Thu, 20 Jan 2022
But one reader was surprised that I called it “useless”, saying:
Most of these divisibility tricks are of limited usefulness, because they are not less effort than short division, which takes care of the general problem. I discussed short division in the first article in this series with this example:
For a number like 696, take away 640, leaving 56. 56 is divisible by 8, so 696 is also. Suppose we were doing 996 instead? From 996 take away 800 leaving 196, and then take away 160 leaving 36, which is not divisible by 8. For divisibility by 8 you can ignore all but the last 3 digits but it works quite well for other small divisors, even when the dividend is large.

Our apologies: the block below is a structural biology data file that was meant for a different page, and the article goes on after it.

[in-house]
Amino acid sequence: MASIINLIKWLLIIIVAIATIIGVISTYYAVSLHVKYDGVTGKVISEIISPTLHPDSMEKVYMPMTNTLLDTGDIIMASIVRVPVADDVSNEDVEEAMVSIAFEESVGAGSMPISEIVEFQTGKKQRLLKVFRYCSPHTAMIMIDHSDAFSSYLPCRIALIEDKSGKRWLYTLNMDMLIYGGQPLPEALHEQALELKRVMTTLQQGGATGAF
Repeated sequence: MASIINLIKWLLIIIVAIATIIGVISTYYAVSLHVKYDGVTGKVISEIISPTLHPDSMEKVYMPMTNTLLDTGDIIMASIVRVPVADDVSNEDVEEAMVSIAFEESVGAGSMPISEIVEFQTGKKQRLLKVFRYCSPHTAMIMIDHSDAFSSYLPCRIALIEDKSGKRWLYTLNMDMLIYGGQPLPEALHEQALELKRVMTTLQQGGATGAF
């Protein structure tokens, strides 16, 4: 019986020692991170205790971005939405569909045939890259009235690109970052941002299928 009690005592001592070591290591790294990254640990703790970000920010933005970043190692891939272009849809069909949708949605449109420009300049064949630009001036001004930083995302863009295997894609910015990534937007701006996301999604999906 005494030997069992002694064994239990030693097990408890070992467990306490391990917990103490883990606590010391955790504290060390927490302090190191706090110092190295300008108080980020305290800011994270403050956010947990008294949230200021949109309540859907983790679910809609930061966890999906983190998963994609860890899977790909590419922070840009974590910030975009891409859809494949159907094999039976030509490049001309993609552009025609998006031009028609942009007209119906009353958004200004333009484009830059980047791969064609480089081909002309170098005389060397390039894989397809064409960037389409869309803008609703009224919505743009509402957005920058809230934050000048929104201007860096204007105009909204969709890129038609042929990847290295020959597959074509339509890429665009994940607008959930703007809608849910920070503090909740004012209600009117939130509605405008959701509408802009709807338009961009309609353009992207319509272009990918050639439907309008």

This not not what I usually do myself, though. My own method is a bit hard to describe but I will try. The number has the form !!ABB!! where !!BB!! is a multiple of 4, or else we would not be checking it in the first place. The !!BB!! part has a ⸢parity⸣, it is either an even multiple of 4 (that is, a multiple of 8) or an odd multiple of 4 (otherwise). This ⸢parity⸣ must match the (ordinary) parity of !!A!!. !!ABB!! is divisible by 8 if and only if the parities match. For example, 104 is divisible by 8 because both parts are ⸢odd⸣. Similarly 696 where both parts are ⸢even⸣. But 852 is not divisible by 8, because the 8 is even but the 52 is ⸢odd⸣.